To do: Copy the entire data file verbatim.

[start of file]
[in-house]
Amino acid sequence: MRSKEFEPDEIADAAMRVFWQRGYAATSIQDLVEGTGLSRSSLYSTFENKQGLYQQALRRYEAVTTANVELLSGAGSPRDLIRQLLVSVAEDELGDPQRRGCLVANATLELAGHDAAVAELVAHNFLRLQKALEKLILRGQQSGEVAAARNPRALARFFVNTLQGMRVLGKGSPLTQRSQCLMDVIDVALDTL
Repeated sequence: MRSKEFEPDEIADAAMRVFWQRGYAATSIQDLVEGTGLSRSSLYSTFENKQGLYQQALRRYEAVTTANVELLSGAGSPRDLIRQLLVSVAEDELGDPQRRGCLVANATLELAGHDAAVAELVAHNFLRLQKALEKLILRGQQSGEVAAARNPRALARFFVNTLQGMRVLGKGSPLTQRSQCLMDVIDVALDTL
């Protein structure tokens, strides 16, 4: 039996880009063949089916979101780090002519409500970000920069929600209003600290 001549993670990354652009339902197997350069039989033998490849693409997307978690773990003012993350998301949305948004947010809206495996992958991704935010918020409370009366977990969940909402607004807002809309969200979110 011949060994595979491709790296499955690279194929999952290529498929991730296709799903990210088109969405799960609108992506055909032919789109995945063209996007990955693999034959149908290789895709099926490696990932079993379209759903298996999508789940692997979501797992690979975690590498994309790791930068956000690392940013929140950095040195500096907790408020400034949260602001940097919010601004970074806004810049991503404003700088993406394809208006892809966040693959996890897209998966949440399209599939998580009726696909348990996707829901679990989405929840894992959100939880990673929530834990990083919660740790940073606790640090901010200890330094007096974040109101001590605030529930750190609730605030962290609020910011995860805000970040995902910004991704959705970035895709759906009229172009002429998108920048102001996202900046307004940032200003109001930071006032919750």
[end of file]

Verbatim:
[in-house]
Amino acid sequence: MRSKEFEPDEIADAAMRVFWQRGYAATSIQDLVEGTGLSRSSLYSTFENKQGLYQQALRRYEAVTTANVELLSGAGSPRDLIRQLLVSVAEDELGDPQRRGCLVANATLELAGHDAAVAELVAHNFLRLQKALEKLILRGQQSGEVAAARNPRALARFFVNTLQGMRVLGKGSPLTQRSQCLMDVIDVALDTL
Repeated sequence: MRSKEFEPDEIADAAMRVFWQRGYAATSIQDLVEGTGLSRSSLYSTFENKQGLYQQALRRYEAVTTANVELLSGAGSPRDLIRQLLVSVAEDELGDPQRRGCLVANATLELAGHDAAVAELVAHNFLRLQKALEKLILRGQQSGEVAAARNPRALARFFVNTLQGMRVLGKGSPLTQRSQCLMDVIDVALDTL
């Protein structure tokens, strides 16, 4: 039996880009063949089916979101780090002519409500970000920069929600209003600290 001549993670990354652009339902197997350069039989033998490849693409997307978690773990003012993350998301949305948004947010809206495996992958991704935010918020409370009366977990969940909402607004807002809309969200979110 011949060994595979491709790296499955690279194929999952290529498929991730296709799903990210088109969405799960609108992506055909032919789109995945063209996007990955693999034959149908290789895709099926490696990932079993379209759903298996999508789940692997979501797992690979975690590498994309790791930068956000690392940013929140950095040195500096907790408020400034949260602001940097919010601004970074806004810049991503404003700088993406394809208006892809966040693959996890897209998966949440399209599939998580009726696909348990996707829901679990989405929840894992959100939880990673929530834990990083919660740790940073606790640090901010200890330094007096974040109101001590605030529930750190609730605030962290609020910011995860805000970040995902910004991704959705970035895709759906009229172009002429998108920048102001996202900046307004940032200003109001930071006032919750």